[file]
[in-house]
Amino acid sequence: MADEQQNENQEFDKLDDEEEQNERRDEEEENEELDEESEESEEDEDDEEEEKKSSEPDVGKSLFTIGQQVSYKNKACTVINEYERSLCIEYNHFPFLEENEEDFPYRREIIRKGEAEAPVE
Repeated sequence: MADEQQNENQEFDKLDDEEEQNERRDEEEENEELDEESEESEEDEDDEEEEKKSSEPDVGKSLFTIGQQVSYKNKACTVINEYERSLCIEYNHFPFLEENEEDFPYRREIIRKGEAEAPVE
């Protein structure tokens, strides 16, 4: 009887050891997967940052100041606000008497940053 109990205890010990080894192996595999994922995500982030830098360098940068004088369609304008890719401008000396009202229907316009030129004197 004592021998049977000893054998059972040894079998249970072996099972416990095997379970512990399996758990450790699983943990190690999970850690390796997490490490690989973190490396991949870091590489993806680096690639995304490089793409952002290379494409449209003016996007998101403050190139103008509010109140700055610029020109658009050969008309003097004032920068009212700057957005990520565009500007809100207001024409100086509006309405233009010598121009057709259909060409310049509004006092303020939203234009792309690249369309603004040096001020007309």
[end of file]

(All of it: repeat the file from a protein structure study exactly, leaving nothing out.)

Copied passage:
[in-house]
Amino acid sequence: MADEQQNENQEFDKLDDEEEQNERRDEEEENEELDEESEESEEDEDDEEEEKKSSEPDVGKSLFTIGQQVSYKNKACTVINEYERSLCIEYNHFPFLEENEEDFPYRREIIRKGEAEAPVE
Repeated sequence: MADEQQNENQEFDKLDDEEEQNERRDEEEENEELDEESEESEEDEDDEEEEKKSSEPDVGKSLFTIGQQVSYKNKACTVINEYERSLCIEYNHFPFLEENEEDFPYRREIIRKGEAEAPVE
């Protein structure tokens, strides 16, 4: 009887050891997967940052100041606000008497940053 109990205890010990080894192996595999994922995500982030830098360098940068004088369609304008890719401008000396009202229907316009030129004197 004592021998049977000893054998059972040894079998249970072996099972416990095997379970512990399996758990450790699983943990190690999970850690390796997490490490690989973190490396991949870091590489993806680096690639995304490089793409952002290379494409449209003016996007998101403050190139103008509010109140700055610029020109658009050969008309003097004032920068009212700057957005990520565009500007809100207001024409100086509006309405233009010598121009057709259909060409310049509004006092303020939203234009792309690249369309603004040096001020007309």